While there are many things about summer that I love, one of my most beloved activities is having a campfire. And whether you are gathered around a crackling blaze in a backyard fire-pit, sitting under the stars at a cottage, or making camp after a five hour canoe into the back country, you will need the perfect beer to sip as you watch the flames leaping. And that is what this week's Summer Style Guide is all about: campfire beers.
While many of the BBQ beers from last week are well suited to a campfire, drawing on the smokey characters from the fire (especially if you are roasting hotdogs), I want to dig into a different style, Old Ales and Barleywines.
Old Ale and Barleywine as styles create all sorts of problems, based entirely on the unusual nomenclature of beer through history and on modern interpretations (and misinterpretations!). Rather than trying to give you the full details, Martyn Cornell has an excellent post about it here. For the case of this post, I'm going to group beers based on what the brewer called them, and go with the BJCP guidelines about the styles (with apologies to Mr. Cornell).
So, all these beers are rich, heavy beers, often brewed with darker malts and to higher alcohol than "average" ales. They make perfect beers to cozy up around a fire, especially later in the season, when nights can get chilly and a beer with some warming alcohol is a welcome thing.
There are none that I know of that have national distribution, but many brewers make one of these styles (and some make many). Don't hesitate to ask your local micro-brewery if they have one. Even if it's only seasonal (and many are made for fall and winter) they may well have a few bottles tucked away they would be willing to sell.
Old Ales should be well-balanced, and range from 6-9 per cent. They will have generous sweet characteristics that can range from caramel to molasses and rum to burnt sugars. They will also often show characteristics from classic English ale yeast, giving them fruity aromas and flavours.
Hops are generally traditional English, herbal, tannic and dry. Favourites include McAuslan St. Ambroise Vintage Ale (Quebec), or Amsterdam Vicar's Vice (Ontario). I would be remiss not to also mention the excellent Ola Dubh beers from Harviestoun (Scotland), which are their (already) amazing Old Ale, barrel-aged in Highland Park whisky barrels.
English Barleywines are "bigger" than Old Ale; they range from 8-12%, and are more intense and complex though share many of the same characteristics. The hops will still be English, but are often more prominent than in an Old Ale.
Ranging from amber through to dark brown, most tend towards the dark side of the scale. They also should have some warming impact from the high alcohol, though this can diminish with age. These bottles are classic beers to age, and can change quite a bit with a few years in a cellar (note that beer should be stored in a cool and dark place, but unlike wine, should be kept upright, not on its side). Generally, a sweet, fruity Barleywine with a big shot of alcohol heat will dry out with age, bringing out it's darker fruit aromas, and bitterness from the hops, while the heat from the alcohol diminishes or disappears entirely. Check out Garrison Ol' Fog Burner (Nova Scotia), Howe Sound Woolly Bugger (BC), or Granite Gin Lane (Ontario).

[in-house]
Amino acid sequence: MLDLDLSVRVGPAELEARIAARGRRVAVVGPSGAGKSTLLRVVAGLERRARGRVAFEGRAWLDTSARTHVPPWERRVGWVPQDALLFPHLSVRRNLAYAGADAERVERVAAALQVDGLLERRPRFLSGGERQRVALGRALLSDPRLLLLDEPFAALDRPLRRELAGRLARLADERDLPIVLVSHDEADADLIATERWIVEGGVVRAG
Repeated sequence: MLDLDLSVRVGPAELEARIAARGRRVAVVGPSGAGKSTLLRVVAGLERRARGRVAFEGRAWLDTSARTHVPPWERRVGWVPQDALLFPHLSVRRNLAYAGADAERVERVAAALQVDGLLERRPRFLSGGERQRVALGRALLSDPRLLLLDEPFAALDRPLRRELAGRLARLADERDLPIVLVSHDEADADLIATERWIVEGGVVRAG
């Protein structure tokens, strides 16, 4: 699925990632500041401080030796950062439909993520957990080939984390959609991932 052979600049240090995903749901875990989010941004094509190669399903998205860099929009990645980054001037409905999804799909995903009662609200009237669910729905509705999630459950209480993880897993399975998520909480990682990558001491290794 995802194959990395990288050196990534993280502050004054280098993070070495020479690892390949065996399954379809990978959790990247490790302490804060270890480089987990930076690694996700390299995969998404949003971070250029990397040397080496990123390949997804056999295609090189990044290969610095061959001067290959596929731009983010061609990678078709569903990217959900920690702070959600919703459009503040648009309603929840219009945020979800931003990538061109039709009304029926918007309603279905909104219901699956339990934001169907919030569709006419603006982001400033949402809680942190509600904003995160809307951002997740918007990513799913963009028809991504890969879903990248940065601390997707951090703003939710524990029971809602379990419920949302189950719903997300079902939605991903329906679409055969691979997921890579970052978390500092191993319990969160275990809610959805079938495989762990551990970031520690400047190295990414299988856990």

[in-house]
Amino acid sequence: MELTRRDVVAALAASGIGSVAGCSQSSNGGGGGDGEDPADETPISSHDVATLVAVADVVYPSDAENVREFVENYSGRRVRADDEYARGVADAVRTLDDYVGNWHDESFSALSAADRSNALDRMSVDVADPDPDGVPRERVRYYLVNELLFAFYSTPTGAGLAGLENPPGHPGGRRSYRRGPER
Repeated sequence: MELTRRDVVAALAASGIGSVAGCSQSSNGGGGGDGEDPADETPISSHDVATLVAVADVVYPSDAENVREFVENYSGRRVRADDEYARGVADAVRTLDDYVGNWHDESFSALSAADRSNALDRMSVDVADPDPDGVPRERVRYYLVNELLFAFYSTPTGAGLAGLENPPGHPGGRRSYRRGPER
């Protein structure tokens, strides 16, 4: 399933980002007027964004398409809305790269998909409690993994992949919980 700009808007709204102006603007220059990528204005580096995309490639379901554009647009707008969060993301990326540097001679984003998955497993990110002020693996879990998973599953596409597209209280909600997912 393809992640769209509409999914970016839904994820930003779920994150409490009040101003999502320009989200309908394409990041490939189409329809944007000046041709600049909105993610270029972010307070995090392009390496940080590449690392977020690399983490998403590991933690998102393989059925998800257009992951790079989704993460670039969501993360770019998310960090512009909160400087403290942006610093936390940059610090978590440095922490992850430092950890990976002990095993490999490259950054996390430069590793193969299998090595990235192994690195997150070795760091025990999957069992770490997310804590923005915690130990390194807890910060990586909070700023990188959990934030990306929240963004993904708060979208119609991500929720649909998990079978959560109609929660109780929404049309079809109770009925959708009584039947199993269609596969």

American Barleywine is quite similar to English, though the hops are generally of American variety, and therefore give assertive citrus or evergreen flavours and quite notable bitterness. They also tend to be more in the middle of the colour range, with brilliant ruby red shades glimmering through a tan to brown body. These beers are also great candidates for ageing. Look for Dieu du Ciel! Solstice d'Hiver (Quebec), Alley Kat Olde Deuteronomy, or Driftwood Old Cellar Dweller (BC).
Mushrooms on Toast
Long after your excellent BBQ dinner is done, and the kids have eaten too many s'mores and are finally in bed, you need an easy late night snack for the fireside. This dish is equally easy to make inside and bring out, or cook in a heavy skillet over glowing coals. Plus most of the prep can be done during the day, so you can quickly toast the bread, fry the mushrooms and serve. The earthiness of the mushrooms and saltiness of the cheese both juxtapose the sweet complex beer, and add many layers of depth to the experience.
450g mixed mushrooms, chopped. Not white button mushrooms, fun sexy ones. Shitaake, cremini, oyster, porcini, chantrelle, and morel are all great (fresh or dried).
1 shallot, finely diced
100g cheese, crumbled (I prefer blue cheeses, like Stilton, but a funky cheddar would work too)
5-6 leaves fresh sage, chopped (or 1 tsp dried sage)
4 slices good crusty bread, toasted.
Salt/pepper to taste
In a heavy pan over medium-high heat, sautee the shallot in the oil of your choice (I like butter), until clear, about 2 minutes. Add mushrooms and fry until soft and shiny, 2-3 minutes. Toss in the cheese and sage, and remove from heat. Stir to bring it all together. Season to taste, and serve on toast. As an aside, if you're making this outside, the toast can simply be set near the coals, it doesn't have to be totally or evenly toasted; just heated-up and a little crispy.